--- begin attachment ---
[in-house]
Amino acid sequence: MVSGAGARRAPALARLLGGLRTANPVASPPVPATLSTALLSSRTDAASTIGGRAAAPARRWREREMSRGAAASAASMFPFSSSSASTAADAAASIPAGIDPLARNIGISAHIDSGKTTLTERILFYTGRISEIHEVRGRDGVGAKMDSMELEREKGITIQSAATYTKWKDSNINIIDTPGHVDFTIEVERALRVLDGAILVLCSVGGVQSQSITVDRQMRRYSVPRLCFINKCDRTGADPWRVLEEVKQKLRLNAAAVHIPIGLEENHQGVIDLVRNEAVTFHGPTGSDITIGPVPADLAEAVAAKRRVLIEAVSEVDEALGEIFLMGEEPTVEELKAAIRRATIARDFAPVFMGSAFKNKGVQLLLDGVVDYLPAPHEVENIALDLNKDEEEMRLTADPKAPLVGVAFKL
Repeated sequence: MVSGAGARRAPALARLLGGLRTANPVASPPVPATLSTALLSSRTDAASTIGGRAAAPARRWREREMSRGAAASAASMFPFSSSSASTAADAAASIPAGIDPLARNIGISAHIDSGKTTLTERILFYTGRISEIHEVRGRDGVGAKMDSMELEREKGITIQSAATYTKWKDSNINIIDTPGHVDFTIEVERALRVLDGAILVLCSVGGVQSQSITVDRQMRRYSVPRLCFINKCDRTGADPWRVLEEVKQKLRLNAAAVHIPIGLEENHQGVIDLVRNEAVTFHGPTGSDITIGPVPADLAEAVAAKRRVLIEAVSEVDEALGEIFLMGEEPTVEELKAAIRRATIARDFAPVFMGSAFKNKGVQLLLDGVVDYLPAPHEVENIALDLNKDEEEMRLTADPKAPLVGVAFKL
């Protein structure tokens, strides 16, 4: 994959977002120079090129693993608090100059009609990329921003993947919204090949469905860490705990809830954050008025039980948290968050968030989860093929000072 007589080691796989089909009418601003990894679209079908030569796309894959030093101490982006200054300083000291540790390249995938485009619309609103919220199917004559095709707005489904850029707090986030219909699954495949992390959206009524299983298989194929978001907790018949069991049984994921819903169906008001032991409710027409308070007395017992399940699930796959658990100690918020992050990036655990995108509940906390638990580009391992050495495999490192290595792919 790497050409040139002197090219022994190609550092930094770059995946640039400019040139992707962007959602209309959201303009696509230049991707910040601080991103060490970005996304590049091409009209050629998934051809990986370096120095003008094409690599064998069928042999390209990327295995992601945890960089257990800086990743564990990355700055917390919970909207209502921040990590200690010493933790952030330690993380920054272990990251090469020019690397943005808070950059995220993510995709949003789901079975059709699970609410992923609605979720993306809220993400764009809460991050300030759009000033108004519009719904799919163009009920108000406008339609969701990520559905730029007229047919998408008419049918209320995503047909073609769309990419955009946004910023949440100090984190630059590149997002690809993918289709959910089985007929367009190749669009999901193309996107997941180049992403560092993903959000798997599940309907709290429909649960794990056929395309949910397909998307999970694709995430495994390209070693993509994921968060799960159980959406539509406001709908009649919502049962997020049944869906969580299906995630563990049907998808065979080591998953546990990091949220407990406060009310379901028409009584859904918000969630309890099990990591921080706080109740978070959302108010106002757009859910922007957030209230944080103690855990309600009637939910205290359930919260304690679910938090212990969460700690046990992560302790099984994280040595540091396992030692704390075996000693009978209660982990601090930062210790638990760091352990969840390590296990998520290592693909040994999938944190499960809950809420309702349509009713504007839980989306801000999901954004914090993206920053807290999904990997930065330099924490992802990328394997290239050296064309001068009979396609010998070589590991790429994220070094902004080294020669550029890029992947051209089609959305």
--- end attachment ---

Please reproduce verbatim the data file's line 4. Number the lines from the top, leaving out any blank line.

């Protein structure tokens, strides 16, 4: 994959977002120079090129693993608090100059009609990329921003993947919204090949469905860490705990809830954050008025039980948290968050968030989860093929000072 007589080691796989089909009418601003990894679209079908030569796309894959030093101490982006200054300083000291540790390249995938485009619309609103919220199917004559095709707005489904850029707090986030219909699954495949992390959206009524299983298989194929978001907790018949069991049984994921819903169906008001032991409710027409308070007395017992399940699930796959658990100690918020992050990036655990995108509940906390638990580009391992050495495999490192290595792919 790497050409040139002197090219022994190609550092930094770059995946640039400019040139992707962007959602209309959201303009696509230049991707910040601080991103060490970005996304590049091409009209050629998934051809990986370096120095003008094409690599064998069928042999390209990327295995992601945890960089257990800086990743564990990355700055917390919970909207209502921040990590200690010493933790952030330690993380920054272990990251090469020019690397943005808070950059995220993510995709949003789901079975059709699970609410992923609605979720993306809220993400764009809460991050300030759009000033108004519009719904799919163009009920108000406008339609969701990520559905730029007229047919998408008419049918209320995503047909073609769309990419955009946004910023949440100090984190630059590149997002690809993918289709959910089985007929367009190749669009999901193309996107997941180049992403560092993903959000798997599940309907709290429909649960794990056929395309949910397909998307999970694709995430495994390209070693993509994921968060799960159980959406539509406001709908009649919502049962997020049944869906969580299906995630563990049907998808065979080591998953546990990091949220407990406060009310379901028409009584859904918000969630309890099990990591921080706080109740978070959302108010106002757009859910922007957030209230944080103690855990309600009637939910205290359930919260304690679910938090212990969460700690046990992560302790099984994280040595540091396992030692704390075996000693009978209660982990601090930062210790638990760091352990969840390590296990998520290592693909040994999938944190499960809950809420309702349509009713504007839980989306801000999901954004914090993206920053807290999904990997930065330099924490992802990328394997290239050296064309001068009979396609010998070589590991790429994220070094902004080294020669550029890029992947051209089609959305």